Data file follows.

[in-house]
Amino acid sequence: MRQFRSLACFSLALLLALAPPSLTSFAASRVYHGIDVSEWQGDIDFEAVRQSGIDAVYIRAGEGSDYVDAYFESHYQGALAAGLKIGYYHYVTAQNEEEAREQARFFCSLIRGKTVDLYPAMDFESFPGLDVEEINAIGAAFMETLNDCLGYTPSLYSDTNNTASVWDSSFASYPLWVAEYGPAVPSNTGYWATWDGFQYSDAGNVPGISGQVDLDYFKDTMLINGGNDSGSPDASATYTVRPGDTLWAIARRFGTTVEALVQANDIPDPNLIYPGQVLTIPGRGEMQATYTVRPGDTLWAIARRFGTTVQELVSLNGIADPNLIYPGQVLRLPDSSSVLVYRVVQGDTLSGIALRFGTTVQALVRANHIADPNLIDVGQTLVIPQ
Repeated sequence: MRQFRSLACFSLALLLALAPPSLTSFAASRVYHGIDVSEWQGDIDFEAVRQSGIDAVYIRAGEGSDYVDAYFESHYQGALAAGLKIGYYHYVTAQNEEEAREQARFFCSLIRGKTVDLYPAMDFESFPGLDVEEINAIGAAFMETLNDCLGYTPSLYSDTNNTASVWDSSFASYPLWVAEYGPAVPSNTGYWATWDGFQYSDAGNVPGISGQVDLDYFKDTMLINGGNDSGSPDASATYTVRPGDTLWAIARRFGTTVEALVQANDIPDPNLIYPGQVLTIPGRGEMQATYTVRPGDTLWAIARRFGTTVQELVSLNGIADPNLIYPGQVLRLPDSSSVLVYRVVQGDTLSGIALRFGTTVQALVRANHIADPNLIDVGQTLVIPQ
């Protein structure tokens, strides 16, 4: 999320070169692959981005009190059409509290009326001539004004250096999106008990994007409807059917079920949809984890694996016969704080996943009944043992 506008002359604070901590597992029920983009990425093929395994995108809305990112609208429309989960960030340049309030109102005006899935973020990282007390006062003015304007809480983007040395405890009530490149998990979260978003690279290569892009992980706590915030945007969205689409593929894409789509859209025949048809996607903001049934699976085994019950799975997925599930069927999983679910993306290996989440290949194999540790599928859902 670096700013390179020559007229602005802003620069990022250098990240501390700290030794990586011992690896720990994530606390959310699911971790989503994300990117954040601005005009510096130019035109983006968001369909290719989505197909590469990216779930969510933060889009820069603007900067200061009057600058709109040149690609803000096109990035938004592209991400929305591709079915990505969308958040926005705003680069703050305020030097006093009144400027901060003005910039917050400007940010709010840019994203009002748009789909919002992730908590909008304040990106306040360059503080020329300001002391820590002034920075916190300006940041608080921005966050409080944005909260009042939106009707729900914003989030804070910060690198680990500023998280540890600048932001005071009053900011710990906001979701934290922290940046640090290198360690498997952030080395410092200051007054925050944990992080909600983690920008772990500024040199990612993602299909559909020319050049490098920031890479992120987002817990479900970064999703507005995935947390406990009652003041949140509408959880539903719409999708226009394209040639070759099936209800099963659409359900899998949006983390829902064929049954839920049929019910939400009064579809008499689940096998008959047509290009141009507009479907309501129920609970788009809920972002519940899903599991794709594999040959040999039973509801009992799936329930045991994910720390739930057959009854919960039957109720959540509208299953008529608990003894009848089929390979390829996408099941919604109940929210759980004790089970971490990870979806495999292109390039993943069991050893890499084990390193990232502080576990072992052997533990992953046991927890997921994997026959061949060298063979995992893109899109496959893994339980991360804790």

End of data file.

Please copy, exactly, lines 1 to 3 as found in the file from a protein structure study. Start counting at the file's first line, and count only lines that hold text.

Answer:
[in-house]
Amino acid sequence: MRQFRSLACFSLALLLALAPPSLTSFAASRVYHGIDVSEWQGDIDFEAVRQSGIDAVYIRAGEGSDYVDAYFESHYQGALAAGLKIGYYHYVTAQNEEEAREQARFFCSLIRGKTVDLYPAMDFESFPGLDVEEINAIGAAFMETLNDCLGYTPSLYSDTNNTASVWDSSFASYPLWVAEYGPAVPSNTGYWATWDGFQYSDAGNVPGISGQVDLDYFKDTMLINGGNDSGSPDASATYTVRPGDTLWAIARRFGTTVEALVQANDIPDPNLIYPGQVLTIPGRGEMQATYTVRPGDTLWAIARRFGTTVQELVSLNGIADPNLIYPGQVLRLPDSSSVLVYRVVQGDTLSGIALRFGTTVQALVRANHIADPNLIDVGQTLVIPQ
Repeated sequence: MRQFRSLACFSLALLLALAPPSLTSFAASRVYHGIDVSEWQGDIDFEAVRQSGIDAVYIRAGEGSDYVDAYFESHYQGALAAGLKIGYYHYVTAQNEEEAREQARFFCSLIRGKTVDLYPAMDFESFPGLDVEEINAIGAAFMETLNDCLGYTPSLYSDTNNTASVWDSSFASYPLWVAEYGPAVPSNTGYWATWDGFQYSDAGNVPGISGQVDLDYFKDTMLINGGNDSGSPDASATYTVRPGDTLWAIARRFGTTVEALVQANDIPDPNLIYPGQVLTIPGRGEMQATYTVRPGDTLWAIARRFGTTVQELVSLNGIADPNLIYPGQVLRLPDSSSVLVYRVVQGDTLSGIALRFGTTVQALVRANHIADPNLIDVGQTLVIPQ